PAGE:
BAGHDAD: When Haider al-Abadi was tasked with forming a new Iraqi government in August 2014, just weeks after a lightning offensive by the militant Islamic State group, many believed he would fail.
Three years later, the stocky prime minister with a close-cut white beard has transformed what many in Iraq considered “mission impossible” into a success story.
He has rebuilt the crumbling armed forces, chased IS from more than 90 per cent of territory it had seized — around a third of Iraq — and retaken disputed areas in the north from Kurdish peshmerga fighters.
“The standard view of Abadi was that he was indecisive, weak and bit too conciliatory for Iraqi politics,” says Fanar Haddad, a research fellow at the Middle East Institute of the National University of Singapore.
When Abadi took over from Nuri al-Maliki he faced huge challenges, including rampant corruption, poor infrastructure, falling oil prices and the jihadist threat.
Abadi was up against “the world’s hardest job”, says Sajad Jiyad, director of the Baghdad-based independent Al-Bayan Centre for Planning and Studies.
But dressed in military garb or suit and tie, Abadi over time announced several military victories while trying to battle corruption by rolling out sweeping reform.
His policies won him supporters.
“He is the best prime minister in Iraq’s history. He speaks little but acts a lot,” one of Abadi’s 2.5 million followers on Facebook recently wrote.
Analysts say Abadi has succeeded where other Iraqi premiers failed.
“His calm and conciliatory manner and his openness to dealing with a broad array of actors [inside and outside Iraq] stand in stark contrast to his predecessor,” says Haddad.
A recent survey carried out by an Iraqi polling institute found the Shia premier has a “75 per cent approval rating”, even including Iraq’s Sunni minority, Jiyad notes.
From exile to politics
A member of the Dawa party, Abadi was born in 1952 in a wealthy Baghdad district but lived in exile for much of Saddam Hussein’s rule, including in Britain where he earned a doctorate in engineering from the University of Manchester.
Two of Abadi’s brothers were arrested and executed by Saddam’s regime for membership of the Dawa party, which opposed his rule, while a third was imprisoned for a decade on the same charge.
Abadi returned to Iraq after Saddam’s overthrow in 2003 and was communications minister in the interim government set up after the dictator’s fall.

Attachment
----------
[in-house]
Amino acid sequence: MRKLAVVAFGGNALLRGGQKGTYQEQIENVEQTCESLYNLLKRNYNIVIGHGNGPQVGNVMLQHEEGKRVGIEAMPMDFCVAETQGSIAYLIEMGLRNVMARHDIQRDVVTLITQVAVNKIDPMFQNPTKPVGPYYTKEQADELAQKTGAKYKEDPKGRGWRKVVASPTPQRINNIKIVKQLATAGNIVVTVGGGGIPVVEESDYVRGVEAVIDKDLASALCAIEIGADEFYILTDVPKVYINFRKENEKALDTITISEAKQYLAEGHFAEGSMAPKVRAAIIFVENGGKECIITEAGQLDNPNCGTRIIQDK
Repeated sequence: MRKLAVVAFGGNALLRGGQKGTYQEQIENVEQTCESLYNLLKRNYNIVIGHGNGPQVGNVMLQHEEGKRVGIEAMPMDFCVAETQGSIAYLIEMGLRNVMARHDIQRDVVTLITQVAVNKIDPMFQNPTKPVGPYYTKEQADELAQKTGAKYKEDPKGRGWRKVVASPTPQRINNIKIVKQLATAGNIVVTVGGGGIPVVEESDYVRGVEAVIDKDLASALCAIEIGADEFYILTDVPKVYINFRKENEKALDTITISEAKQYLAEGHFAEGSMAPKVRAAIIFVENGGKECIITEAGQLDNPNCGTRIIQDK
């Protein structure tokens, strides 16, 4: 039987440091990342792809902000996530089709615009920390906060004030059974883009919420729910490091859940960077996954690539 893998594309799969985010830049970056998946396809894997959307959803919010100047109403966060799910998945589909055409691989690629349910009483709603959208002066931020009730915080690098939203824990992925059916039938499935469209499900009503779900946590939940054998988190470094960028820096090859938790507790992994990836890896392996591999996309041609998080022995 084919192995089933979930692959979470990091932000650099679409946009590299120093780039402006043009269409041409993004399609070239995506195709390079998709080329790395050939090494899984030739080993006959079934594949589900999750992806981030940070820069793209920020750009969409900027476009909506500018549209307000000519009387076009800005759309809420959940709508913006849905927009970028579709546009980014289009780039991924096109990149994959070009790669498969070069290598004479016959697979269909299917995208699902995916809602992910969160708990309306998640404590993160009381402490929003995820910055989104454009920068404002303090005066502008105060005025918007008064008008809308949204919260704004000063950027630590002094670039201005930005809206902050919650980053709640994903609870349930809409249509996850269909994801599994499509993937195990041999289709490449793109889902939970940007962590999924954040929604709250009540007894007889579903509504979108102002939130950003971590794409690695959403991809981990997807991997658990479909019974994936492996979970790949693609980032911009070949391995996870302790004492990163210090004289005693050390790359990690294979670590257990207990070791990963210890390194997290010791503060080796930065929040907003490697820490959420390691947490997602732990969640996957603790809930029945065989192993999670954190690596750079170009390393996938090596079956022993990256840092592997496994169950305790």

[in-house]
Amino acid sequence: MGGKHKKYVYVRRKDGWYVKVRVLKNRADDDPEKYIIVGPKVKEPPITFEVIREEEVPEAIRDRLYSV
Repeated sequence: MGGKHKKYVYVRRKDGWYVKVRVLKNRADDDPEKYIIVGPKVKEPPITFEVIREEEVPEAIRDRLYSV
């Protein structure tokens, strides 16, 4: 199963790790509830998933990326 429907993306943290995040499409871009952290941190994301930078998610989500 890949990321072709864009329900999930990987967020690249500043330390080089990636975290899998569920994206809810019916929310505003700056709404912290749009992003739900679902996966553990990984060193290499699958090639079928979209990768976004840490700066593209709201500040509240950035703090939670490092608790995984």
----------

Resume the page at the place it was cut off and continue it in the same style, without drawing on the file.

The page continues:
In 2006 he was elected to parliament, chairing an economy, investment and reconstruction committee and then a finance committee.
He was voted deputy parliament speaker in July 2014, before being tapped to form the government a month later.
Perhaps his greatest accomplishment since then was to rebuild the Iraqi police and army which had been weakened by decades of conflicts, including the 2003 US-led invasion.
Abadi succeeded in remobilising tens of thousands of force members with help from Iraq’s allies, including the United States, which stepped in to train and equip them.
Under his command, Iraq’s forces chased IS jihadists from more than 90pc of the territory they had seized, dealing a major blow to the group’s self-proclaimed “caliphate”.
And earlier this month, Iraq’s army retook Kurdish-held positions in and around Kirkuk province, outside the autonomous Kurdish region of northern Iraq.
These achievements have transformed Abadi into a hero, almost worshipped by many Iraqis.
“Today there seems to be a bit of a cult following growing around Abadi,” says Haddad.
“One hopes it doesn’t go to his head; after all, Maliki in 2008-2009 was in a similar place to where Abadi is today,” he adds.
Analysts say Abadi won the day thanks to his step-by-step approach.
He also embarked on a battle against corruption and under his tenure several officials have been arrested and tried for graft.
Jiyad notes that Abadi also “deftly positioned Iraq on the international stage” and succeeded in securing the support of international allies.
Diplomats based in Baghdad describe Abadi as someone who knows how to establish himself and command respect.
On Sunday, Abadi visited Saudi Arabia in a bid to ease years of tension between Shia-majority Baghdad and the Sunni-ruled kingdom.
The trip — which Haddad says would have been “unthinkable” under Maliki — is seen as another diplomatic coup for Abadi, whose government is allied with Saudi rival Iran.
But despite his many achievements, “it is important to recognise the limits on what Abadi can do”, says Haddad.
Iraq, he says, faces “gargantuan challenges”, including reconstruction and the issue of people displaced by fighting, “that are beyond the control of any one actor”.—AFP
Published in Dawn, October 23rd, 2017